Sunday, January 09, 2011

Divide Peak and fantasies

Today I did a little hike to Divide Peak. Divide Peak is a peak overlooking the ocean near Murietta Divide. Murietta Divide is the boundary of the watershed between Ojai and Santa Barbara. It is also the same trail I hiked on the first and second day of my 2009 hike from Santa Barbara to the Pacific Crest Trail. I walked right by the place where I slept on my first night of that adventure. It was nice to be back.

At the summit of the hike, we were at the top of 4700-something foot Divide Peak. Peaks and ridges surrounded us all at similar elevations. I was on the Crest once more. Two ravens floated by cawing. For a minute there I felt like I was back on the PCT in the So Cal section. I felt happy and at home. Everybody I was with (and it was a big group) sort of disappeared for a moment and I was back on the trail.

Lately I have been engaging in little escapist fantasies about living in an RV on the road spending all my time touring BLM and forest service lands. I have been wondering if I should get a van so I could have something to live in on the road. I currently own a pickup truck. Maybe I should get a camper shell instead.

It occurred to me today that an amazing adventure could be had with my truck and my backpacking gear. All I would need is my backpack and gear, a box with some extra gear for colder or warmer weather, a box with some extra clothes and a cooler to store some food. So a camper shell would be sufficient.

I could imagine myself parking at the trailhead and hiking up to Murietta Camp to spend the night. Maybe I could set up a stealth camp near the hot spring that was nearby. Backpacking feels so much safer to me than sleeping in a vehicle. Backpacking is respectable behavior. Sleeping in a car is practically illegal, at least around here. I could do this all over the place. Drive a little, hike in and set up my tent, pack it all up in the morning and return to my car, move on. Stay awhile somewhere nice. Do a few days of hiking at a time. What an awesome way to live that would be!

It's a great fantasy. Back to work tomorrow, sadly.


  1. When I first started working all over rural Oregon, I lived in my Suburu Justy. It got 40 miles to the gallon and the tires where little and cheap.

    I think that is a better way to go than a van or an RV that is harder to sustain with parts, gas, tires, oil. Everything is cheaper with a smaller car.

    The next year I bought my little pickup with a cap and lived in that. The year after that I bought a little A-Liner, it's a little light trailer that pops up in 30 seconds to a hard sided A-frame with skylights, chalet windows and an arched door. Cute as can be and I would park it for months sometimes on beautiful sites on BLM land or Forest service land without problems. However it was expensive and even though I bought it new I was always having to fix something. The Justy would have been better.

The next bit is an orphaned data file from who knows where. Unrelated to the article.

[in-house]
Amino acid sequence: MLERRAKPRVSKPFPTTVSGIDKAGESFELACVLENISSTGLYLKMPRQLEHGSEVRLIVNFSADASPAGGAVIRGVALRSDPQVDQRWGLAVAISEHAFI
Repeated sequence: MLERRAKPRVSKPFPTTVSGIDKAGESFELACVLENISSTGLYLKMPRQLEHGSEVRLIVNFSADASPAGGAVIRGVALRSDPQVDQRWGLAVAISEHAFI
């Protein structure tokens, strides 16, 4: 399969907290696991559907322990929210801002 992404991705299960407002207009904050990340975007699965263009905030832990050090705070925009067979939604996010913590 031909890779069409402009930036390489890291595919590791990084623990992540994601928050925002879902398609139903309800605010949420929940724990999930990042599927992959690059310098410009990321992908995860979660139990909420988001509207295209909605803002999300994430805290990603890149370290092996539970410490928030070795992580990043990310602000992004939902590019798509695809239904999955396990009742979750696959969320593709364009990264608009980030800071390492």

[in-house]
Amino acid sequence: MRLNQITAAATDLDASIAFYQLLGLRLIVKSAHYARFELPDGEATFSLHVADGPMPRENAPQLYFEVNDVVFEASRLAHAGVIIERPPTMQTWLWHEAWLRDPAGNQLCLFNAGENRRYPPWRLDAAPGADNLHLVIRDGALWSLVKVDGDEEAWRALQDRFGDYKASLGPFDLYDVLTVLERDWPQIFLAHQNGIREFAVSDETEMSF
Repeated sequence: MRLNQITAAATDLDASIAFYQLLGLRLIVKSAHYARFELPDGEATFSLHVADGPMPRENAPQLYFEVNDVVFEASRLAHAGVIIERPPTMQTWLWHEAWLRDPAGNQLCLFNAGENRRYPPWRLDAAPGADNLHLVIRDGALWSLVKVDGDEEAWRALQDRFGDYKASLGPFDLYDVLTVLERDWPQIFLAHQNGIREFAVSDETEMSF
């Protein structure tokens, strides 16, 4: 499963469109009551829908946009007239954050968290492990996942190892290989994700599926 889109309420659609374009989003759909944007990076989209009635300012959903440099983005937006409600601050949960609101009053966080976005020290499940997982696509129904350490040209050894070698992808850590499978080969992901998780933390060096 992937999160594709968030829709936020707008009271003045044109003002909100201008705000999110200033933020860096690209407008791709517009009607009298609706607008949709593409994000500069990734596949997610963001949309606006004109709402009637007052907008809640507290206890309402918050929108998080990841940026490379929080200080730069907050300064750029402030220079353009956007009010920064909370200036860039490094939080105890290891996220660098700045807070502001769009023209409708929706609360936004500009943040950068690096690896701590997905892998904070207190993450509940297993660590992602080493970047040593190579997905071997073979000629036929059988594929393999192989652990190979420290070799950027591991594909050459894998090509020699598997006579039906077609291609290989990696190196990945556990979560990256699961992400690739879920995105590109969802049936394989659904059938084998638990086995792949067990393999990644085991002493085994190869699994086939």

I hiked with Billy Goat last year. He drives a little Toyota Tercel in which he removed the front seat so he has a place to stretch out and sleep. I think that is the best set up.

    I still have my pickup but since the bed liner blew away, it gets wet back there in the rain. I think about getting a new bed liner but still I don't like having to crawl in and out through the back door. I would much rather have my bed so I could just jump into the driver's seat and drive away if needed. Since I have and extended cab, I think if I removed the passenger's seat I could sleep comfortably in the cab. It gets 28 miles to a gallon.

    Backpackers know how little a person needs to live comfortably. Van and RV dwellers don't know or they would all be living in little gas efficient and cheaply maintained cars.

    I think living like that would be a very nice life. I thoroughly enjoyed my time living on BLM and Forest Service land. In Oregon, almost all the land is publicly owned. I would arrive on the job site drive down some dirt roads and easily find myself a stunning secluded place to call my own for the duration of the job.

    My co-workers would find an ugly RV park and pay to live right next to each other in their big RV's. They would all drive big gas guzzling pickups to pull their big RV. I would say, "Man, you guys don't know how to live."

  2. Yeah, I don't quite get the huge RV thing. My mom has one. Once I went to visit her out in Death Valley where they were parked with amazing views, but all in rows inches from one another in a dusty gravel lot with the sound and smell of generators going all night. Her RV was more spacious than my studio apartment that I paid $800 a month for. I was amazed.

    The nice thing about my truck is I already have it. It would offer storage space and shelter from bad weather. I guess I had been thinking about livable vehicles, but then it occurred to me I don't need to live inside if I have a pack and can hike. Only when the weather is bad.

    It's all dreams anyway. But if I get fired or something, it may become reality. I don't know how much more of this pointless "non-negotiable" American way of life I can tolerate.

  3. By the way, you are right about RV people not quite knowing how to live in more ways than one. I signed up for an email list on the subject and most of them are totally in the mindset of "I have this problem, what should I buy to fix it?" Backpacking has taught me so much about scavenging stuff to solve my problems. It's a gift.